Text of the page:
Judith Shrum, professor of foreign languages and literatures and teaching and learning in the College of Liberal Arts and Human Sciences, has been conferred the “professor emerita” title by the Virginia Tech Board of Visitors.
The title of emeritus may be conferred on retired professors and associate professors, administrative officers, librarians, and exceptional staff members who are specially recommended to the board of visitors by Virginia Tech President Charles W. Steger. Nominated individuals who are approved by the board of visitors receive an emeritus certificate from the university.
A member of the university community for 30 years, Shrum brought international visibility to the university through her work on the national standards for teaching foreign languages and in teacher preparation for the American Council on the Teaching of Foreign Languages (ACTFL). The latter is a professional organization with more than 12,000 members.
During her tenure, Shrum co-authored numerous articles and leading textbooks on Spanish language and the teaching of languages. She presented more than 100 workshops, paper sessions, and speeches to local, regional, and national professional groups.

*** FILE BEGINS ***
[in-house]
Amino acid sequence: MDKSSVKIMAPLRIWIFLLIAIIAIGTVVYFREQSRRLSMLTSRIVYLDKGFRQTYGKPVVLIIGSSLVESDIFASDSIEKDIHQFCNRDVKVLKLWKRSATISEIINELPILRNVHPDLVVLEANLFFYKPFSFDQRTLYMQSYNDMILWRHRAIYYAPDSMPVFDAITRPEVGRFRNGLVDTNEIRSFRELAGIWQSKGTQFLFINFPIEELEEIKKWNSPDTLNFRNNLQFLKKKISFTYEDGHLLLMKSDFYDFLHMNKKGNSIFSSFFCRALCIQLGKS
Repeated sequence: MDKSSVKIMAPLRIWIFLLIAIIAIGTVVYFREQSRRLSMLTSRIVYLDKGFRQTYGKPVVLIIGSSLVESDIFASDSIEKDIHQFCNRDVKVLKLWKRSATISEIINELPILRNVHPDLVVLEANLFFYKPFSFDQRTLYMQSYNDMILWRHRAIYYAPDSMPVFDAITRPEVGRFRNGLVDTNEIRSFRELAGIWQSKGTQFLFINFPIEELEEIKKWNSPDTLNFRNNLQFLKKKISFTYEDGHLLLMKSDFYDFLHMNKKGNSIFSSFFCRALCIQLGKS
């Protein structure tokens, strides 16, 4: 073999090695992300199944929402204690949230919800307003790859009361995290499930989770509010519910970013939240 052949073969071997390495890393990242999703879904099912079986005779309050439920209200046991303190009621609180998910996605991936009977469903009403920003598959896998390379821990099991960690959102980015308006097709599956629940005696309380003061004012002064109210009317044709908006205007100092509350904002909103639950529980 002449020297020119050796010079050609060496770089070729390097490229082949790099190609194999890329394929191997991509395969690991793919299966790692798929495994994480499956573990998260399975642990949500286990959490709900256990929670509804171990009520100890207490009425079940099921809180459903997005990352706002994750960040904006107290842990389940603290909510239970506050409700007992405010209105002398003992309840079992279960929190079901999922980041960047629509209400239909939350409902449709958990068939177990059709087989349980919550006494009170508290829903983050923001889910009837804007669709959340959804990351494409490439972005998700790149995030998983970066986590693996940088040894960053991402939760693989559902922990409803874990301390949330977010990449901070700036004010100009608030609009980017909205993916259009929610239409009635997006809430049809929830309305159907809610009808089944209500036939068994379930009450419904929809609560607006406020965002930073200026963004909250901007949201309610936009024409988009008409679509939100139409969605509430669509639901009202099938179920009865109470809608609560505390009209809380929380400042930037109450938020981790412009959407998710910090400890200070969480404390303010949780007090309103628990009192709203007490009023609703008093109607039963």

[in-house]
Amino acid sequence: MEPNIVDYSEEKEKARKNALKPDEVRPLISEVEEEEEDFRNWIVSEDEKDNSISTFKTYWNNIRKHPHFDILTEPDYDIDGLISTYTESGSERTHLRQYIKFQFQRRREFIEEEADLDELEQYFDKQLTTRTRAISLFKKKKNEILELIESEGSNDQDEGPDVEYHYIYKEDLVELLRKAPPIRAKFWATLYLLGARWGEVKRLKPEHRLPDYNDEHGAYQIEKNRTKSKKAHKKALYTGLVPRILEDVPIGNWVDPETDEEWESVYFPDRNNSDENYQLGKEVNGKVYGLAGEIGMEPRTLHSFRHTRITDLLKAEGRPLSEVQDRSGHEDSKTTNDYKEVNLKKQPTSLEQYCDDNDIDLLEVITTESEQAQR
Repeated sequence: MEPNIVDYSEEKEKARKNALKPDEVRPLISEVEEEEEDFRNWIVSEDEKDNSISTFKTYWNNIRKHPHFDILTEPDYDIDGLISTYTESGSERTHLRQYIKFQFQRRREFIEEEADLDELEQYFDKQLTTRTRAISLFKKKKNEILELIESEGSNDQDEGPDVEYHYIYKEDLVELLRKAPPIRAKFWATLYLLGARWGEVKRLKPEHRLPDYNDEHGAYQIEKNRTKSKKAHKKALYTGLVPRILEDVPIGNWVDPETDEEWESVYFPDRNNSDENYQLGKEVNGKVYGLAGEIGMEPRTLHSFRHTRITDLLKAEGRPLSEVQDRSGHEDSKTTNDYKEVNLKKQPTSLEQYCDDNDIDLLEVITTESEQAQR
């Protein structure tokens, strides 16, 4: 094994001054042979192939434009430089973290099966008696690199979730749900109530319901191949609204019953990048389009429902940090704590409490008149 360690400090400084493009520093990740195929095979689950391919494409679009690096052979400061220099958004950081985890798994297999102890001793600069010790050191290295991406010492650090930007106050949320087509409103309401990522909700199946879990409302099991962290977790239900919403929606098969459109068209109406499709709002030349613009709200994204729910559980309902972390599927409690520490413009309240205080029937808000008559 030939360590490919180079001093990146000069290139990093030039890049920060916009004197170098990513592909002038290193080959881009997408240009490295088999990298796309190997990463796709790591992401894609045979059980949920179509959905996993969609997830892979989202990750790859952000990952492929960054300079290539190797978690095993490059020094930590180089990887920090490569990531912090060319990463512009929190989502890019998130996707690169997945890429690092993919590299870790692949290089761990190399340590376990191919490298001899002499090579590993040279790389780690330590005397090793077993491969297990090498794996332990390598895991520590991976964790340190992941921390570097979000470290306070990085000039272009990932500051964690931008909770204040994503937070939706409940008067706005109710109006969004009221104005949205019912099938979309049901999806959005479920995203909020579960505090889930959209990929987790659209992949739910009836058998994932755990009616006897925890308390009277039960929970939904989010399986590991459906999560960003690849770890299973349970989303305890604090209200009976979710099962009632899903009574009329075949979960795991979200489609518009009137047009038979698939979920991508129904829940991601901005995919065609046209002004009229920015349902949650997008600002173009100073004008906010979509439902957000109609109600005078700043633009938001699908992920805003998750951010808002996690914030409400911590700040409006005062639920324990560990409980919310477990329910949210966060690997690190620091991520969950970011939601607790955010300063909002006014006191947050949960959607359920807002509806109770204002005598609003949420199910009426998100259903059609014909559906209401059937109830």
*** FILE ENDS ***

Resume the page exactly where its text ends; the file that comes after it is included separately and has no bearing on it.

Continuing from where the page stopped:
Additionally, Shrum held leadership positions in professional organizations such as the Northeast Conference on the Teaching of Foreign Languages, ACTFL, and the National Council on the Accreditation of Teacher Education.
Other contributions included directing 18 doctoral and more than 30 master’s students. Among Shrum’s numerous professional honors and awards are the William E. Wine Award for Excellence in Teaching at Virginia Tech, the Excellence in Service Award from the Foreign Language Association of Virginia, and the Anthony A. Papalia Award for Excellence in Teacher Education from ACTFL.
She received her bachelor’s degree from Clarion University, a master’s degree from Indiana University, and her Ph.D. from Ohio State University.
Dedicated to its motto, Ut Prosim (That I May Serve), Virginia Tech takes a hands-on, engaging approach to education, preparing scholars to be leaders in their fields and communities. As the commonwealth’s most comprehensive university and its leading research institution, Virginia Tech offers 240 undergraduate and graduate degree programs to more than 31,000 students and manages a research portfolio of $513 million. The university fulfills its land-grant mission of transforming knowledge to practice through technological leadership and by fueling economic growth and job creation locally, regionally, and across Virginia.